Sunday, August 26, 2007

Pinch me, I must be dreaming

Whew, where do I begin? Saturday’s beer tasting was fantastic, and it was a great showcase of beers from both coasts and points in between. It is hard to pick a favorite, but I really enjoyed the Green Flash West Coast IPA, which packed a ton of grapefruity hop taste without a lot of bitterness. It was truly an excellent representation of the West Coast style of IPA's. The Port Hop 15 was the most aggressive of the bunch, and I think I can still taste the hops this morning. Sadly, these beers are only available out west, so you have to book a trip to get some, or better yet, strike up a trade with someone.

Meeting Lee Chase was a beer geek’s dream, and I tried my best not to fawn over him too much. He is a great guy who not only has a great beer palate, but also has a profound understanding of the science of brewing. Since leaving Stone Brewery, Lee has started a brewery consulting business, which allows him to travel the world helping new breweries to get up and running.

Speaking of helping breweries, Lee will be an initial consultant for a new brewery in Durham. Sean Wilson, founder of Pop the Cap and hero to craft beer drinkers throughout the state, is in the beginning stages of opening a production brewery. Fullsteam Brewery will feature a talented homebrewer, Chris Davis, with Lee Chase providing consulting work in the beginning stages. Keep an eye on this brewery, as Sean has some interesting ideas on brewing and he has a soft spot for cask and barrel aged beers.

I would be remiss if I didn't mention that the proceeds for the tasting went to support the Friends of the Blue Ridge Parkway. Federal money to maintain the parkway is often not enough, and that is where this organization steps in. They have a variety of programs including trail and overlook maintenance. In particular, their Save the Views program is working hard to maitain the integrity and beauty of the parkway overlooks. If you ever drive on the parkway and want to help preserve it, give some thought to donating your time or money with this excellent organization.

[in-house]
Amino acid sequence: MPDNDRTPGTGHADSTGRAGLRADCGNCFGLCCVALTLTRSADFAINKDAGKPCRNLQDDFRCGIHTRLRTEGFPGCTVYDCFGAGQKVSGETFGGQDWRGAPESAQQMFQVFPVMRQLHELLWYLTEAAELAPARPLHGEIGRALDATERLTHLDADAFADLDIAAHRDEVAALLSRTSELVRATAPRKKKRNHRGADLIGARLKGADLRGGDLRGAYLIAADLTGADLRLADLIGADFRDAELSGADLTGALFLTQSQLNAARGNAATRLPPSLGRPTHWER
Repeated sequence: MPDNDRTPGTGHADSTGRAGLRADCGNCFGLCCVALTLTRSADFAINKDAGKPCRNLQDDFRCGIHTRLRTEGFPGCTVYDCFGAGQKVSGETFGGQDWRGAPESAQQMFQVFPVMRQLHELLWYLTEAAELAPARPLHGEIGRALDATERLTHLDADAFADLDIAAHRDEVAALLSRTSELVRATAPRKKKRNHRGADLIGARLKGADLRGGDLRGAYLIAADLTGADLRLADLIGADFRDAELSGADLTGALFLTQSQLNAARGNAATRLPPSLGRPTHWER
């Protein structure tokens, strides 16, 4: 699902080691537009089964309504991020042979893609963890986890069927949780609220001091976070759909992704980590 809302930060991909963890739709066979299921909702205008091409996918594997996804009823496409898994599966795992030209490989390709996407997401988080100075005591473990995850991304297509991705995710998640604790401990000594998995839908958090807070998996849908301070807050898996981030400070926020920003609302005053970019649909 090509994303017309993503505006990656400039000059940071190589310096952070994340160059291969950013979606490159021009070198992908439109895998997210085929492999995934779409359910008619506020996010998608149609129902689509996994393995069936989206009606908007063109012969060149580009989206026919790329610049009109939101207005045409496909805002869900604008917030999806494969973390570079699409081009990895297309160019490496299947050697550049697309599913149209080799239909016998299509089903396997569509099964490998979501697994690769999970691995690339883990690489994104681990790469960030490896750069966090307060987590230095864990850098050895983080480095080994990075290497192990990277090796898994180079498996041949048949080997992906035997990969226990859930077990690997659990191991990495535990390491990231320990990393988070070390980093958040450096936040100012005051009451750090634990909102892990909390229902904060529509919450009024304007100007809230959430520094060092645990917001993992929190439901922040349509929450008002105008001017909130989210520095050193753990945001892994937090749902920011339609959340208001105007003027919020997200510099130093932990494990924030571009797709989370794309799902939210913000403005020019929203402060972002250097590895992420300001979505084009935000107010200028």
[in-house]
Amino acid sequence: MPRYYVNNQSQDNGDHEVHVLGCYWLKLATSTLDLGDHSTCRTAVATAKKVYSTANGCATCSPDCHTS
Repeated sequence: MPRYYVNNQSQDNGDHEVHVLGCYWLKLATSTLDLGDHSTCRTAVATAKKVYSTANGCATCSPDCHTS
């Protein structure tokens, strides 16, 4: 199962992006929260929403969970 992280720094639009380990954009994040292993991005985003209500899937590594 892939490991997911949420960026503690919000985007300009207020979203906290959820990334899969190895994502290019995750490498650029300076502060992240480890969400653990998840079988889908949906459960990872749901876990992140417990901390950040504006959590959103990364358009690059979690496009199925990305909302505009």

Following the tasting, French Broad Brewing Company hosted a dinner that included most of Asheville’s brewing community. Highland, Pisgah, French Broad, and the new Wedge Gallery Brewery were represented, as well as local beer writer Tony Kiss and Southern Brew News editor Bob Townsend. Dinner was provided by the always excellent 12 Bones, and all of the brewers brought some beers for everyone to sample, including a few special offerings. Be sure and check out the Bruisin' Ales blog for their writeup and a couple of pictures.

Here’s a summary of what’s going on with some of our local breweries:

Highland: Let’s just say that I think the Imperial Kashmir is going to be a home run. Its still a bit young, but wow, this is one big wonderful hoppy beer. There will be about twice as much of the Imperial Kashmir than there was for the Imperial Gaelic release last year. They are still working out the details on the packaging, as they are looking to avoid having to hand bottle such a large amount. Make your plans to get up early after Brewgrass to go by the brewery and pick some up. Highland is also considering a summer seasonal, possibly a wheat beer.

Pisgah: Wow, it was certainly a treat getting to sample some Baptista from last year. The beer is holding up very well, and if you are lucky enough to still have some it will be interesting to see what it tastes like in the coming months and years. This year’s Baptista has been in the tanks since June, patiently awaiting its December release. This will sell out very quickly, and I will definitely be keeping you informed when it gets close to the release date. Another great way to keep up with Pisgah is by visiting the brewery on Thursday evenings to pick up a growler and to meet the guys behind the beer.

French Broad: Drew Barton is doing a great job since he took over the brewing operations at French Broad. In addition to their standards, Drew has brewed his own recipes as well. His bock was exceptional, but unfortunately there is very little of it left. The Kolsch, another of Drew’s beers, is doing really well, and is a great summertime thirst quencher (it’s back on tap at Barleys). His newest beer is the Rosebud Porter, and he is also working on adding a Pale Ale to the lineup as well as bringing back some of the Belgian style beers from the past. I highly encourage folks to swing by the brewery to sample some of these great beers. French Broad is in good hands. In additon, this Thursday’s beer tasting at Bruisin’ Ales will be featuring French Broad.